Browsing Conference papers by Subject "Rhode Island"
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Centralization to Consolidation: Some Historical Antecedents of Unified Correctional SystemsAutonomous prisons in the nineteenth century were often inefficient and highly political. Many state legislatures and governors attempted to move toward centralized control of their state facilities. In the twentieth century the Federal Bureau of Prisons was seen by the Wickersham Commission as a model for institutional centralization. Consolidation of all correctional services was recommended by the National Advisory Commission in 1973. Today only a few states – Alaska, Delaware, Rhode Island, and Vermont – have fully unified adult correctional systems; each is described.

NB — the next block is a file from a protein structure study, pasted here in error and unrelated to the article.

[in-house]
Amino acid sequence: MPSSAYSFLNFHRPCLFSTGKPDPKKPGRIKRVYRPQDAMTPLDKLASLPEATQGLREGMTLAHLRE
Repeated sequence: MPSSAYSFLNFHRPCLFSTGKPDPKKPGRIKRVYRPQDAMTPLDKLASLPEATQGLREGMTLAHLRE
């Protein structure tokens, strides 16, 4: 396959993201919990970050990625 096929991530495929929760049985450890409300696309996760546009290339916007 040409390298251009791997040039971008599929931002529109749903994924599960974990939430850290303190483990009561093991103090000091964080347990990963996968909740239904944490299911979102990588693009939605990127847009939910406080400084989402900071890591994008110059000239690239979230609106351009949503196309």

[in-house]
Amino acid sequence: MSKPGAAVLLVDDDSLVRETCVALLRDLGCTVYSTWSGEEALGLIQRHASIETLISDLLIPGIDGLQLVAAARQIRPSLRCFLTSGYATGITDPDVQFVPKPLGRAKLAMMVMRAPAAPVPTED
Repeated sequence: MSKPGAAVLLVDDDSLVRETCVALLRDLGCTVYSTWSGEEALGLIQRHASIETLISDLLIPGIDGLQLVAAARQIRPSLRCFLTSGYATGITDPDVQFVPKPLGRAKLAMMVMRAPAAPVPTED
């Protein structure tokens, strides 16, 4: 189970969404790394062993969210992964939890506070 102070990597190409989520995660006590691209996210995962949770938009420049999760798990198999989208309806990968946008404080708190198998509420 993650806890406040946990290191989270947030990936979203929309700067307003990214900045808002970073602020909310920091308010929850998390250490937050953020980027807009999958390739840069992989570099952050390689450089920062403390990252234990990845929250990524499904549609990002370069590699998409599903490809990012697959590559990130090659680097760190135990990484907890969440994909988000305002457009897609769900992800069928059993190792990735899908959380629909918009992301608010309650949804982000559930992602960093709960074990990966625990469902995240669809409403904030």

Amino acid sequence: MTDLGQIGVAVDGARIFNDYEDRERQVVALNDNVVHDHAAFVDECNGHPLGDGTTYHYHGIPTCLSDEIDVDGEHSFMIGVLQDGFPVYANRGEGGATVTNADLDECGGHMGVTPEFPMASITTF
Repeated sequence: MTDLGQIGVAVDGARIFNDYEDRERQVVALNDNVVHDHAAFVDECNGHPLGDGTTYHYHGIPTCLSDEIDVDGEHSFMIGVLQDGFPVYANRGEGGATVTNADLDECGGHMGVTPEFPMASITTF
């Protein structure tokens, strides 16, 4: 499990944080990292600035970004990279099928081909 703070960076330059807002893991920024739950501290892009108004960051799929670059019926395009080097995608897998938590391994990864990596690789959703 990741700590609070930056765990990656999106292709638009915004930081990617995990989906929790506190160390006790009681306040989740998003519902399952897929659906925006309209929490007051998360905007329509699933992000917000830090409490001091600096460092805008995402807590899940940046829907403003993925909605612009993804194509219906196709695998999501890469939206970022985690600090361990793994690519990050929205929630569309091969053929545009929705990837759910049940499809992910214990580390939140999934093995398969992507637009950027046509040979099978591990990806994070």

State Operated Jails: How and WhyFrom the 1931 Wickersham Commission through the 1967 President's Commission and the 1973 National Advisory Commission, criminal justice experts and observers have recommended that state governments assume responsibility for jail operations. Currently six states operate jails: Alaska, Connecticut, Delaware, Hawaii, Rhode Island and Vermont. An examination of jail operations in these states shows that history and tradition as well as geography and politics form the impetus for state assumption of jail operations.